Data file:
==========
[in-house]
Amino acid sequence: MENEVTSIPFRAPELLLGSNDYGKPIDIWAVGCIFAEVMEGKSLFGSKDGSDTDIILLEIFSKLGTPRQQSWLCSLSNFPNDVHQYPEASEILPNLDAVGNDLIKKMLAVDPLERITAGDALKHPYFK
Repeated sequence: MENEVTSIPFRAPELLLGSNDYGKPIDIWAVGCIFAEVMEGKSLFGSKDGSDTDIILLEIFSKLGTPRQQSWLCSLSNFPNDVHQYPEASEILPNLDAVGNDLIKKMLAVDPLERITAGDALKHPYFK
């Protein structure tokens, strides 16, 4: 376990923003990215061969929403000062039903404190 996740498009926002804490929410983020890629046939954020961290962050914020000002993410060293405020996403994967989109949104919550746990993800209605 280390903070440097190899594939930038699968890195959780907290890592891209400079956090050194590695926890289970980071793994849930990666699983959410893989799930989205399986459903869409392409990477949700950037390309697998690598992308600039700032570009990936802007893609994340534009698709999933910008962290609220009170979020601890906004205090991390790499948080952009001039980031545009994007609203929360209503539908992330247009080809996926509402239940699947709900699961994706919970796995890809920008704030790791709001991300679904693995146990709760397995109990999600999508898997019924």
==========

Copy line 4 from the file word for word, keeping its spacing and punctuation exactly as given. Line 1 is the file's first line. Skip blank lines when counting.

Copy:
């Protein structure tokens, strides 16, 4: 376990923003990215061969929403000062039903404190 996740498009926002804490929410983020890629046939954020961290962050914020000002993410060293405020996403994967989109949104919550746990993800209605 280390903070440097190899594939930038699968890195959780907290890592891209400079956090050194590695926890289970980071793994849930990666699983959410893989799930989205399986459903869409392409990477949700950037390309697998690598992308600039700032570009990936802007893609994340534009698709999933910008962290609220009170979020601890906004205090991390790499948080952009001039980031545009994007609203929360209503539908992330247009080809996926509402239940699947709900699961994706919970796995890809920008704030790791709001991300679904693995146990709760397995109990999600999508898997019924």